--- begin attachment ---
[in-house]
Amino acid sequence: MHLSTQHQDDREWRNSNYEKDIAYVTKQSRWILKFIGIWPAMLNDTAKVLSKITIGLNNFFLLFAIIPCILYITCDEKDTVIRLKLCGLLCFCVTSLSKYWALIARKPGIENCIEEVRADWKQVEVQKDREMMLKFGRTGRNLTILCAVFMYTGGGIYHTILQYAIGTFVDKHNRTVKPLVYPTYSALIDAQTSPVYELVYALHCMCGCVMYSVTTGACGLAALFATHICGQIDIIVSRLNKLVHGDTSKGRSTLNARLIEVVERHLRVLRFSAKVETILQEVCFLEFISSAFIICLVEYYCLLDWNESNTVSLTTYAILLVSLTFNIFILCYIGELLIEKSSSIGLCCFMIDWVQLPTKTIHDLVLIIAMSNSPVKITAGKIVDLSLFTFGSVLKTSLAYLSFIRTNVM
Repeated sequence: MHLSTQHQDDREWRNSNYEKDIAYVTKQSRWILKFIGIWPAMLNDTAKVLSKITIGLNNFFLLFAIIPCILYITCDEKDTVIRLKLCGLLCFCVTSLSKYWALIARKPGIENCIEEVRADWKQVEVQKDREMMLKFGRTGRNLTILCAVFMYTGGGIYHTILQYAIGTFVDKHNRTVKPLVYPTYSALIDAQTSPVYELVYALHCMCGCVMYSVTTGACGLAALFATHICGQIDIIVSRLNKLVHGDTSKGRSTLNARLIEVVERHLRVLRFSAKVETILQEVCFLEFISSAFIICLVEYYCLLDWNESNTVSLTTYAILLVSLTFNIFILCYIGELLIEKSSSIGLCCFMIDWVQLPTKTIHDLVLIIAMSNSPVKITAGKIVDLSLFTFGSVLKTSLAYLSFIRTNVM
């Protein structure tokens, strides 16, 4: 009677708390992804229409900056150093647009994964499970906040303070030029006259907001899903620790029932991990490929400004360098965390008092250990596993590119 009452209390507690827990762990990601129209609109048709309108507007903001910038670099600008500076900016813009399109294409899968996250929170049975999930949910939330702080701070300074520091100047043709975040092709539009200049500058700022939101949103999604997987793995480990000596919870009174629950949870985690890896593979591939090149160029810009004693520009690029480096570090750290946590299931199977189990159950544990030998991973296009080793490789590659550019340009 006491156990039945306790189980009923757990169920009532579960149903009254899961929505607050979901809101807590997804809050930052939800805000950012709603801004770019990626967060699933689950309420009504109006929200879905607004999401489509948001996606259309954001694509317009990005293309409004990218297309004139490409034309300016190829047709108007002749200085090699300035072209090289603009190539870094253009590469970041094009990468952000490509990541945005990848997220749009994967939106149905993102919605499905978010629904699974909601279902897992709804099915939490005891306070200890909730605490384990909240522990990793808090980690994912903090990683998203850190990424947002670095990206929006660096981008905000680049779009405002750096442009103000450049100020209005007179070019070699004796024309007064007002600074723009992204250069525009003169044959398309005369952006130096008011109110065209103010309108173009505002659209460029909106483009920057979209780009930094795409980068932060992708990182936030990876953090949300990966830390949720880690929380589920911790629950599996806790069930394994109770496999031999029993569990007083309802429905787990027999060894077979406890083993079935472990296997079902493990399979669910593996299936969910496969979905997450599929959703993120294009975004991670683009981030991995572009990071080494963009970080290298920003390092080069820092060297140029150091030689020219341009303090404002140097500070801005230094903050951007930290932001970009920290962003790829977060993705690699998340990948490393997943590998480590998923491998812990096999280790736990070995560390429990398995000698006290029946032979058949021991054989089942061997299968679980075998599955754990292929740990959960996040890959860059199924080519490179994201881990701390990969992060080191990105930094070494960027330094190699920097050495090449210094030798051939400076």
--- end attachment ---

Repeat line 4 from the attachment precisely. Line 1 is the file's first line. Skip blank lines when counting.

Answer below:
């Protein structure tokens, strides 16, 4: 009677708390992804229409900056150093647009994964499970906040303070030029006259907001899903620790029932991990490929400004360098965390008092250990596993590119 009452209390507690827990762990990601129209609109048709309108507007903001910038670099600008500076900016813009399109294409899968996250929170049975999930949910939330702080701070300074520091100047043709975040092709539009200049500058700022939101949103999604997987793995480990000596919870009174629950949870985690890896593979591939090149160029810009004693520009690029480096570090750290946590299931199977189990159950544990030998991973296009080793490789590659550019340009 006491156990039945306790189980009923757990169920009532579960149903009254899961929505607050979901809101807590997804809050930052939800805000950012709603801004770019990626967060699933689950309420009504109006929200879905607004999401489509948001996606259309954001694509317009990005293309409004990218297309004139490409034309300016190829047709108007002749200085090699300035072209090289603009190539870094253009590469970041094009990468952000490509990541945005990848997220749009994967939106149905993102919605499905978010629904699974909601279902897992709804099915939490005891306070200890909730605490384990909240522990990793808090980690994912903090990683998203850190990424947002670095990206929006660096981008905000680049779009405002750096442009103000450049100020209005007179070019070699004796024309007064007002600074723009992204250069525009003169044959398309005369952006130096008011109110065209103010309108173009505002659209460029909106483009920057979209780009930094795409980068932060992708990182936030990876953090949300990966830390949720880690929380589920911790629950599996806790069930394994109770496999031999029993569990007083309802429905787990027999060894077979406890083993079935472990296997079902493990399979669910593996299936969910496969979905997450599929959703993120294009975004991670683009981030991995572009990071080494963009970080290298920003390092080069820092060297140029150091030689020219341009303090404002140097500070801005230094903050951007930290932001970009920290962003790829977060993705690699998340990948490393997943590998480590998923491998812990096999280790736990070995560390429990398995000698006290029946032979058949021991054989089942061997299968679980075998599955754990292929740990959960996040890959860059199924080519490179994201881990701390990969992060080191990105930094070494960027330094190699920097050495090449210094030798051939400076």